See the company’s service map: http://www.xcelenergy.com/company/corporate_responsibility_report/who_we_are
— The Natural Resources Board has approved a proposed rule change that would transfer regulatory authority of coal ash landfills to the DNR from the federal government.
Landfills storing the residuals of coal plants in Wisconsin are currently regulated by the Environmental Protection Agency. But the plan would allow the state to petition the federal government to hand over coal ash landfill regulations to DNR.
DNR Program Manager Kate Strom Hiorns testified the rules change is meant to streamline the differences between state and federal regulatory requirements. Where the rules differ, companies are required to follow both sets of regulations.
Coal ash is a toxic byproduct of coal-fired power plants. According to the EPA, improperly stored coal ash could leak contaminants like mercury, cadmium and arsenic into the air and waterways.
The 2016 Water Infrastructure Improvements for the Nation Act allowed states to enter an EPA permit program for the self-regulation of such landfills, so long as state rules were at least up to federal standards.
The scope statement passed by voice vote, which kicked off the process of drafting rules and scheduling a potential second public hearing. A DNR spokeswoman told WisPolitics.com the process could take about a year before completion.
See more at WisPolitics.com: http://www.wispolitics.com/2020/wed-pm-update-white-house-nominates-ludwig-for-eastern-district-bench/
— Michael Best is combining with an entrepreneurial law firm RWR Legal, adding three new attorneys to the Milwaukee-based law firm’s office in Austin.
“Austin has a thriving economy for venture capital and start-up companies, and it has been a core part of our firm’s strategy to expand our team of attorneys there,” said David Krutz, managing partner of Michael Best.
According to a release, the new attorneys will bolster the Austin location’s expertise in health care, technology and consumer packaged goods.
— The Madison Region Economic Partnership’s senior vice president of economic development, Michael Gay, is leaving the organization for a leadership position at Invest Puerto Rico.
Gay joined MadREP in 2013 and was involved in many “projects critical to the region,” according to MadREP President Paul Jadin. Before that, he had worked for UW-Platteville and as business development coordinator for the city of Madison.
— Madison-based Nimble Therapeutics announced recently that it will enter a multi-year collaboration with Genentech to accelerate the discovery and development of new medicines.
According to a release, the collaboration will leverage Nimble’s resources to enable faster discovery and optimization of promising drug compounds.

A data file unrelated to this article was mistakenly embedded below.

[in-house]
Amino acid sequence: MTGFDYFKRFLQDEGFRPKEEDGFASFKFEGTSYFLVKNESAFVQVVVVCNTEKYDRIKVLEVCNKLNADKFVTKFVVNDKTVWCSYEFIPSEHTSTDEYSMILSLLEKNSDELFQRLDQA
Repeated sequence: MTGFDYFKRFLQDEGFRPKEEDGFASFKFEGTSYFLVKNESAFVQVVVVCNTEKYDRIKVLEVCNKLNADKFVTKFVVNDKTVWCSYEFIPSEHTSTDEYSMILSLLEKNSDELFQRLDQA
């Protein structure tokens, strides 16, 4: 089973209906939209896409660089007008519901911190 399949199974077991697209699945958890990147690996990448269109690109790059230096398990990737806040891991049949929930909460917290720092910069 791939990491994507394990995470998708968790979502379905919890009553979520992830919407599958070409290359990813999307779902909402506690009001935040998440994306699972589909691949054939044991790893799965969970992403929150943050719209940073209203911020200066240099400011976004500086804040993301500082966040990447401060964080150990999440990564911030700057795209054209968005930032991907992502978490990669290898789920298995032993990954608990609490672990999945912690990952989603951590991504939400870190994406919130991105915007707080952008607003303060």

“We are excited to collaborate with a world-class and well-respected organization such as Genentech to identify novel peptide therapeutics,” Nimble Therapeutics CEO Jigar Patel said in a statement. “This partnership combines the strengths of our two organizations to potentially bring new medicines to patients.”
Financial terms were not disclosed. Genentech is a subsidiary of Roche located in San Francisco.
See more at Madison Startups: http://www.madisonstartups.com/nimble-therapeutics-genentech-to-collaborate/
# Several people killed in shooting at Molson Coors complex in Milwaukee
# U.S. Cellular deploys 5G in Racine
# Wisconsin’s second-largest solar farm planned in Kenosha County
# Tony Evers vetoes $250 million Republican tax cut legislation
– Hardyman named ag business consultant
– GreenStone FCS to return cash patronage funds
# FINANCIAL SERVICES
– Northwestern Mutual reports new record surplus
# FOOD AND BEVERAGE
– Cousins Subs explores avenues for continued growth
– Four Wisconsin chefs named semifinalists for James Beard Awards
# HEALTH CARE
– Landmark Recovery plans inpatient treatment facility at former Post Acute Specialty Hospital
– UW-Madison suspends 2 exchange programs in wake of virus
– A.O. Smith fires president of its China business
– Superior custom boat builder awarded up to $56M US Navy contract
– $29M harbor assistance program grant could help Marinette Marine compete for frigate contract
– Selz-Pralle Dairy to be featured on Hoard’s Dairyman webinar
– Evers vetoes GOP income tax cut
– Gov. Tony Evers vetoes Republican tax cut, pushes for compromise on school funding
– Evers vetoes Republican-authored $250 million income-tax cut
– Milwaukee Yards sports facility approved in Oak Creek, could open next year
– Sen. Dale Kooyenga: Streamlining professional licensing in Wisconsin will expand opportunities
# PRESS RELEASES
<i>See these and other press releases: